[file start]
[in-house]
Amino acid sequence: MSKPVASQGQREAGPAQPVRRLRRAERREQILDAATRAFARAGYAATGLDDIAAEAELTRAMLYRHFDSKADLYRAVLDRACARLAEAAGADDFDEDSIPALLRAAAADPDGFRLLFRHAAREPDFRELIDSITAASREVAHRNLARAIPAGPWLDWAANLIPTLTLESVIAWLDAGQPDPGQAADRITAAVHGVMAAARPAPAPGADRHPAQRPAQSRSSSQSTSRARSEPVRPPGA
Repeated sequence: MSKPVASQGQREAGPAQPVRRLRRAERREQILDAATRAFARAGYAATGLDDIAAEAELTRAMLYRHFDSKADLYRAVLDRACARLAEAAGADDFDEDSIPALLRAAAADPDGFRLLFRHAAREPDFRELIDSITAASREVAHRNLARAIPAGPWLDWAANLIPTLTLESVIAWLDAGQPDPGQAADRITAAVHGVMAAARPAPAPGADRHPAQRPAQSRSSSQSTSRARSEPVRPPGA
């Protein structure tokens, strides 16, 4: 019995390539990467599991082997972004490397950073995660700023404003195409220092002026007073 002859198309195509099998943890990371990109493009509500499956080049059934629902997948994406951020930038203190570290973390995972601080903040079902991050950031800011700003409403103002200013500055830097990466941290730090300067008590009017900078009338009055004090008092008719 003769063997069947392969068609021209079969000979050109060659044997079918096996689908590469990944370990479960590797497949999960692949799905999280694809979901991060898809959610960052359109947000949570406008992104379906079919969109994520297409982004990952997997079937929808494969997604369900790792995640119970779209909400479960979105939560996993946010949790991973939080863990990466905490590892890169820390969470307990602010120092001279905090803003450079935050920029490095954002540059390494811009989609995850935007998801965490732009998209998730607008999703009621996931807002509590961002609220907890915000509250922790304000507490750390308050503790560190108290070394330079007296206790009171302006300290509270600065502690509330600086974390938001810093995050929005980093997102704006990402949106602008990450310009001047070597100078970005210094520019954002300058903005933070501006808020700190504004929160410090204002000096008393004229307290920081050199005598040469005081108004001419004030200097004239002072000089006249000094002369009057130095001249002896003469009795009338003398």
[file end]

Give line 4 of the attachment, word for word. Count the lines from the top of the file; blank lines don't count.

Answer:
């Protein structure tokens, strides 16, 4: 019995390539990467599991082997972004490397950073995660700023404003195409220092002026007073 002859198309195509099998943890990371990109493009509500499956080049059934629902997948994406951020930038203190570290973390995972601080903040079902991050950031800011700003409403103002200013500055830097990466941290730090300067008590009017900078009338009055004090008092008719 003769063997069947392969068609021209079969000979050109060659044997079918096996689908590469990944370990479960590797497949999960692949799905999280694809979901991060898809959610960052359109947000949570406008992104379906079919969109994520297409982004990952997997079937929808494969997604369900790792995640119970779209909400479960979105939560996993946010949790991973939080863990990466905490590892890169820390969470307990602010120092001279905090803003450079935050920029490095954002540059390494811009989609995850935007998801965490732009998209998730607008999703009621996931807002509590961002609220907890915000509250922790304000507490750390308050503790560190108290070394330079007296206790009171302006300290509270600065502690509330600086974390938001810093995050929005980093997102704006990402949106602008990450310009001047070597100078970005210094520019954002300058903005933070501006808020700190504004929160410090204002000096008393004229307290920081050199005598040469005081108004001419004030200097004239002072000089006249000094002369009057130095001249002896003469009795009338003398």